CounterCulture, Bangalore has IndieMarch going on all this month; basically a lot of good bands playing every weekend through the entire month of March.
Sky Rabbit, a Mumbai based Indie Electro post-Punk Rock band played last night and by the end of their set, they had a whole lot of new fans. The quartet comprising Raxit Tewari (vocals and songwriter), Rahul Nadkarni (guitarist), Siddharth Shah (bassist) and Harsh Karangale (drummer) has been around for eight good years during which they were called Medusa. It’s been over a year since the name change and the music scene still seems to be getting their heads around it.
Over the period of time that Medusa Sky Rabbit has been around, they toured the United Kingdom, recorded with John Leckie and released their debut album – Sky Rabbit. The band initially played a lot of industrial rock before shifting over to electro pop-rock; a shift that got them noticed and helped them achieve one of the most distinct sounds in the Indian music scene.
The audience was laid back and seemed more interested in getting food into their mouths. It was surprising to see people of all age groups ranging from sexagenarians to two kids who could have flown across the world and attended any music festival for free. The band couldn’t wait any longer and took to the stage, hoping for the best; it was, after all, just their second time in Bangalore, after having played at the Nh7 Weekender. Having said that, it wasn’t surprising to see how, just after one song, a majority of the audience had put their forks down and were on their feet, dancing.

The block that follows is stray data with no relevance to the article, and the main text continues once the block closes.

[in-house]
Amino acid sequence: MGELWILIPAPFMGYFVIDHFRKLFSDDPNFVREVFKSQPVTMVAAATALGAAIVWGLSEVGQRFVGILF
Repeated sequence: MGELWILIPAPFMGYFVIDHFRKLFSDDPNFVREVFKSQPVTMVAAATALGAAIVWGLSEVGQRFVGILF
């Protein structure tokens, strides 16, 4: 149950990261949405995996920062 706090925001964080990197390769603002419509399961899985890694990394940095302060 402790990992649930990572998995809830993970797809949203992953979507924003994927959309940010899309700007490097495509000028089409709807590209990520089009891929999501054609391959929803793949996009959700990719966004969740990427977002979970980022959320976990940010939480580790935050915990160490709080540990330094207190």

Over the years, the band has developed a niche in terms of sound that sets them apart from almost anything you might have heard in the same genre. As the gig progressed, the audience was rewarded with tunes from their debut album, as well as new songs which will be part of the new album the band plans on releasing sometime this year.
They played songs such as Clone and March which have a well-defined beat while at the same time a refined edge that would make you drop everything you are doing and just, listen. Harsh Karangale did a great job on the drums and was positioned on the side of the stage rather than behind; which was good because, for once, the audience could actually see the drummer’s face.
Then they played Sweet Smile Driving, and everyone was visibly mesmerized by Raxit Tewari’s voice which sometimes rubs off as disdainful or despondent; it works wonderfully for the band though. Next was Anti Coke Ganpati. To begin with, everyone is still wondering what coke has to do with the cheerful pot-bellied god who travels on a mouse. Just the name makes everyone pay attention in an attempt to figure out what the song is all about. The lyrics are filled with fallacies like “Me for President| and my Anti Coke Ganpati” which just makes it a fool’s game trying to unearth their hidden meaning.
Bassist Siddharth Shah finished fine tuning his bass and began to play the familiar bass riff of HillTop; all hell broke loose. Turning around to look at the audience, it felt as if suddenly, a hundred more people had magically appeared. The band seemed happy with the way the crowd was reacting and went on to a smooth finish. Like at all gigs, this just couldn’t be the end. A band is never really finished when they say “Thank you, we had a great time.” So, they got back up on stage (Harsh Karangale had conveniently jumped off the drum pad and was backstage) and played another song, this time, Who’s Your Daddy. This is one song you will not find on any of their online channels. The band gave it all they had and sent home a crowd that would not stop streaming Sky Rabbit till the next time they visit Bangalore.